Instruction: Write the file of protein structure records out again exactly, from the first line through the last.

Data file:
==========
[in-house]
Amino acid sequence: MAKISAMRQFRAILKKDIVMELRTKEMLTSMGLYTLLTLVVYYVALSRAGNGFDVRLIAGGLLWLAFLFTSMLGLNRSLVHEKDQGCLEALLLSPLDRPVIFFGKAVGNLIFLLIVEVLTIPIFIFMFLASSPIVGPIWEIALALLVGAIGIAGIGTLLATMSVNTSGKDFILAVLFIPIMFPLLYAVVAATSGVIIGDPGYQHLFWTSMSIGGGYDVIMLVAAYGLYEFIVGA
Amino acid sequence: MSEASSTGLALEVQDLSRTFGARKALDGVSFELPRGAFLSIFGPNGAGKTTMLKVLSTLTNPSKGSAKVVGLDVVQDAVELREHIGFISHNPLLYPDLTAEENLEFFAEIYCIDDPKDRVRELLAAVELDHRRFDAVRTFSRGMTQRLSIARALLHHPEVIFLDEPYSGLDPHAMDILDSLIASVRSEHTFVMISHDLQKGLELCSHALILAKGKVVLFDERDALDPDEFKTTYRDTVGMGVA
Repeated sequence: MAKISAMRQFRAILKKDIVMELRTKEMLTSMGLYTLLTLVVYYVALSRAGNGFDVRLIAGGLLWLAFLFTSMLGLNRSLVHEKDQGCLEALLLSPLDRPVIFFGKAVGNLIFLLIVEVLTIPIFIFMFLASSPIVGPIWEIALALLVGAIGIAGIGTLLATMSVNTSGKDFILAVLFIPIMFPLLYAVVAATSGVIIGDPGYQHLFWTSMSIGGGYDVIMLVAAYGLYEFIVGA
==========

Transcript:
[in-house]
Amino acid sequence: MAKISAMRQFRAILKKDIVMELRTKEMLTSMGLYTLLTLVVYYVALSRAGNGFDVRLIAGGLLWLAFLFTSMLGLNRSLVHEKDQGCLEALLLSPLDRPVIFFGKAVGNLIFLLIVEVLTIPIFIFMFLASSPIVGPIWEIALALLVGAIGIAGIGTLLATMSVNTSGKDFILAVLFIPIMFPLLYAVVAATSGVIIGDPGYQHLFWTSMSIGGGYDVIMLVAAYGLYEFIVGA
Amino acid sequence: MSEASSTGLALEVQDLSRTFGARKALDGVSFELPRGAFLSIFGPNGAGKTTMLKVLSTLTNPSKGSAKVVGLDVVQDAVELREHIGFISHNPLLYPDLTAEENLEFFAEIYCIDDPKDRVRELLAAVELDHRRFDAVRTFSRGMTQRLSIARALLHHPEVIFLDEPYSGLDPHAMDILDSLIASVRSEHTFVMISHDLQKGLELCSHALILAKGKVVLFDERDALDPDEFKTTYRDTVGMGVA
Repeated sequence: MAKISAMRQFRAILKKDIVMELRTKEMLTSMGLYTLLTLVVYYVALSRAGNGFDVRLIAGGLLWLAFLFTSMLGLNRSLVHEKDQGCLEALLLSPLDRPVIFFGKAVGNLIFLLIVEVLTIPIFIFMFLASSPIVGPIWEIALALLVGAIGIAGIGTLLATMSVNTSGKDFILAVLFIPIMFPLLYAVVAATSGVIIGDPGYQHLFWTSMSIGGGYDVIMLVAAYGLYEFIVGA